lost for want of perseverance; and, it is a cerThis definition of a Christian and of Chris- tain maxim in religion, that not to proceed is tianity, is justified by all we see in the gospel. to draw back. For why does it every where propose perfection Vice is closely connected with human profor our end, heaven to our hope, God for our pensities. Virtue, on the contrary, is directly model? Why does it teach us to consider the opposite. As soon as you cease to endeavour good things of the world as evils, and the evils to retain what opposes your propensities, naof the world as benefits, human virtues as vices, ture takes its course. You carry within you, and what men call vice as virtue? Why all so to speak, a worker of iniquity, who conthis? All beside the matter, unless the gospel stantly labours at the fatal work of your deproposes to renew man, to transform him, and pravity. This workınan is the old man. He to make him approach the perfect Being: every day gets forward, every day confirms you
From these principles we conclude this. in sin, every day strengthens your attachment Since the gospel requires us to endeavour to Ito sensible objects, every day ties you with
fresh bands to earthly things. If you do not op- chor, and sets sail on that ocean of truth which pose labour against labour, reflection against re- religion sets before him, and he soon finds imAection, motive against motive, progress against mense spaces before him; or to speak without progress, you will be defeated.
a figure, he finds his own virtues so few in In these observations we find an answer to number, so limited in degree, so obstructed in an objection, constantly repeated when we con- their course, and so mixed in their exercise,
demn that perpetual dissipation, that exces- that he easily comes into a well-grounded . sive gaming, and those reiterated amusements judgment, that all he has attained is nothing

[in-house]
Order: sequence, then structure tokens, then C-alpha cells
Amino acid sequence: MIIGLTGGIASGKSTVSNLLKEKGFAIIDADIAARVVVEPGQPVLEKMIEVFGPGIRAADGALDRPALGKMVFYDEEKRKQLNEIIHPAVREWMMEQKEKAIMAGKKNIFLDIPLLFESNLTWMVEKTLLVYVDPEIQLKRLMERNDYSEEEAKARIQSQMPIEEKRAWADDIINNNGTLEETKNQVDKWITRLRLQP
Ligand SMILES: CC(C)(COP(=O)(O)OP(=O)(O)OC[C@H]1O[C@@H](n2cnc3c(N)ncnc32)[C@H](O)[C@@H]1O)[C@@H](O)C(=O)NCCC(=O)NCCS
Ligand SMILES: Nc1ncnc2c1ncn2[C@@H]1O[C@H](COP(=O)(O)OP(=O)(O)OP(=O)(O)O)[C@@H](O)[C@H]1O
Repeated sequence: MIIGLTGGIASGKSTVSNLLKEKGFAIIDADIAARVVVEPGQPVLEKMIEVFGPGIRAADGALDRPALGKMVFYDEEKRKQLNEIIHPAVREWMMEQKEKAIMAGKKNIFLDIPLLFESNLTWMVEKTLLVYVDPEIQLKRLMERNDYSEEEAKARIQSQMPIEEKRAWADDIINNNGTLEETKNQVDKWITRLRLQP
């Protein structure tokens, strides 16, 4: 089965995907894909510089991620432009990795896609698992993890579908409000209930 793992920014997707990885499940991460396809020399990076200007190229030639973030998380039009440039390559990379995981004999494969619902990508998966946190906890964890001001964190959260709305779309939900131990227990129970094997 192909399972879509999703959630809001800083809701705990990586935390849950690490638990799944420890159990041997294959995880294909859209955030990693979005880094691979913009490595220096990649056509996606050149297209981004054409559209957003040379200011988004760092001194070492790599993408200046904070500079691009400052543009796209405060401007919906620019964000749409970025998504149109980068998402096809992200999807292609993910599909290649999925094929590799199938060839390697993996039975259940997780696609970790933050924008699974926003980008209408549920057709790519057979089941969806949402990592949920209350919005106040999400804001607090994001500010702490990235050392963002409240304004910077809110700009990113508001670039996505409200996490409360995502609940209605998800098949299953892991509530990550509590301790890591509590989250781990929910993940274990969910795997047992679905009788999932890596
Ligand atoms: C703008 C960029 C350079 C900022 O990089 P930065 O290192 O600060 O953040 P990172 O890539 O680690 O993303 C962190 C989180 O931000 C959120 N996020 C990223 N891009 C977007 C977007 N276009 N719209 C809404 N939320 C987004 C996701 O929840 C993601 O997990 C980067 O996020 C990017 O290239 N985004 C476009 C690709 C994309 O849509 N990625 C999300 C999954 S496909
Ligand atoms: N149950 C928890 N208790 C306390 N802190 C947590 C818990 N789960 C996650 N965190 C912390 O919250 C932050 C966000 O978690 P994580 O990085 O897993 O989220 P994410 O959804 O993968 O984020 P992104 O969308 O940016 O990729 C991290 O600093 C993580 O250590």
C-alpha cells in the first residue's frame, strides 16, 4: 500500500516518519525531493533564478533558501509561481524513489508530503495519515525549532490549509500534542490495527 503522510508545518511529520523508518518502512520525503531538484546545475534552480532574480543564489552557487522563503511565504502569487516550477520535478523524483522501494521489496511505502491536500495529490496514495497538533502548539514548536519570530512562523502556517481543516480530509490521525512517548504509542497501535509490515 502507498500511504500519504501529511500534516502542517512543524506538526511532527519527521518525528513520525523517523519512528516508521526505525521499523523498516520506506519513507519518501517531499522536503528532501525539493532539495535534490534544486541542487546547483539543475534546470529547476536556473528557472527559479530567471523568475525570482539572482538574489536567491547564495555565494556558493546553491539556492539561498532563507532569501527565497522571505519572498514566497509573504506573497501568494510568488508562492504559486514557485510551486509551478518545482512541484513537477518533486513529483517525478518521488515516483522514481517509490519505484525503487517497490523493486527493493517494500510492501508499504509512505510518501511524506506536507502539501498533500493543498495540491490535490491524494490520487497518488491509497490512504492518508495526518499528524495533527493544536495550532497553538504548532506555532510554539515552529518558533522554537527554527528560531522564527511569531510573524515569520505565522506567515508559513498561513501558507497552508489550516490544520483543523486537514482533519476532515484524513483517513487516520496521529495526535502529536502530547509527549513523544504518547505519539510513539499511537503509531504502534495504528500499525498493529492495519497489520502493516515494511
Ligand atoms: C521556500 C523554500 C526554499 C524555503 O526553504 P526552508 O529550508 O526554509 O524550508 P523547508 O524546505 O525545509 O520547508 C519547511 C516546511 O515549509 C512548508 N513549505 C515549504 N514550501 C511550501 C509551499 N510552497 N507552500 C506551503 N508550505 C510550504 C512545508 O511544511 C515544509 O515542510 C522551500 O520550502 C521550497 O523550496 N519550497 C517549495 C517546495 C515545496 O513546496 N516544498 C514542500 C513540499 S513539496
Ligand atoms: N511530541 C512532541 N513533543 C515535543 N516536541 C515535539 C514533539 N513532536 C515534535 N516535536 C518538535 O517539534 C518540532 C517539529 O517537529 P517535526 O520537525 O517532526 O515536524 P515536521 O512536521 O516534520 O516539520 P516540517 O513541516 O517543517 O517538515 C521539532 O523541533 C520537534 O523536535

which consume the greatest part of your lives. to what lies before him. As he meditates on You perpetually complain, that we overstrain his sins, he finds them so great, so numerous, matters, that we aggravate things, that the so odious, so dangerous, that he cannot compreyoke of Christ is easy, and his burden is light, hend how it is that his heart does, not break, and that we make the one uneasy, and the and his eyes become fountains of tears. As he other beavy. You constantly allege, that re- meditates on the nature of this world, he finds ligion is not intended to put man on the rack, it so vain in its occupations, so puerile in its but to conduct him to reason: that the gospel pleasures, so void in its amusements, its friendis not contrary to a thousand pleasures which ships so deceitful, and its duration so short, society offers us, and that, after all, the things that he cannot comprehend what should detain we condemn are indifferent. I grant, religion him in the world. “As he meditates on the fedoes not condemn pleasures. I grant more, licity of heaven, he finds it so substantial and the pleasures you refer to are indifferent in pure, so splendid and satisfactory, that he cantheir nature, that they have no bad intluence, not conceive what should detain him, and preno treachery, no calumny in your conversation; vent his losing sight of the world and ascendno fraud, no swearing, no sordid interest in ing to heaven. As he meditates on the Creayour gaming, no lax maxims, no profaneness, tor, he finds him so wise, so just, so good, so no immodesty in your amusements; I grant all lovely, that he cannot imagine why liis heart this: Yet, after all, it is a fact, that, as the new does not always burn with flames of love man suspends his work, the old man advances to him. his. It is always true, for example, that when Such is the effect of perseverance in a path a sermon has made some impressions on your of virtue! Accordingly we find the greatest hearts, when the lukewarm are aroused, when saints the most eminent for humility. Abrathe impenitent are terrified, those other objects ham durst not “take upon him to speak unto etiace these impressions; and, though they may the Lord, because he was only dust and ashes," not lead you into the commission of fresh | Gen. xviii. 27. Job, “th he were rightcrimes, yet they make you relapse into that eous, yet would not answer, but made supplifirst state of depravity from which you seemed cation to his judge,” chap. ix. 15. to be emerging.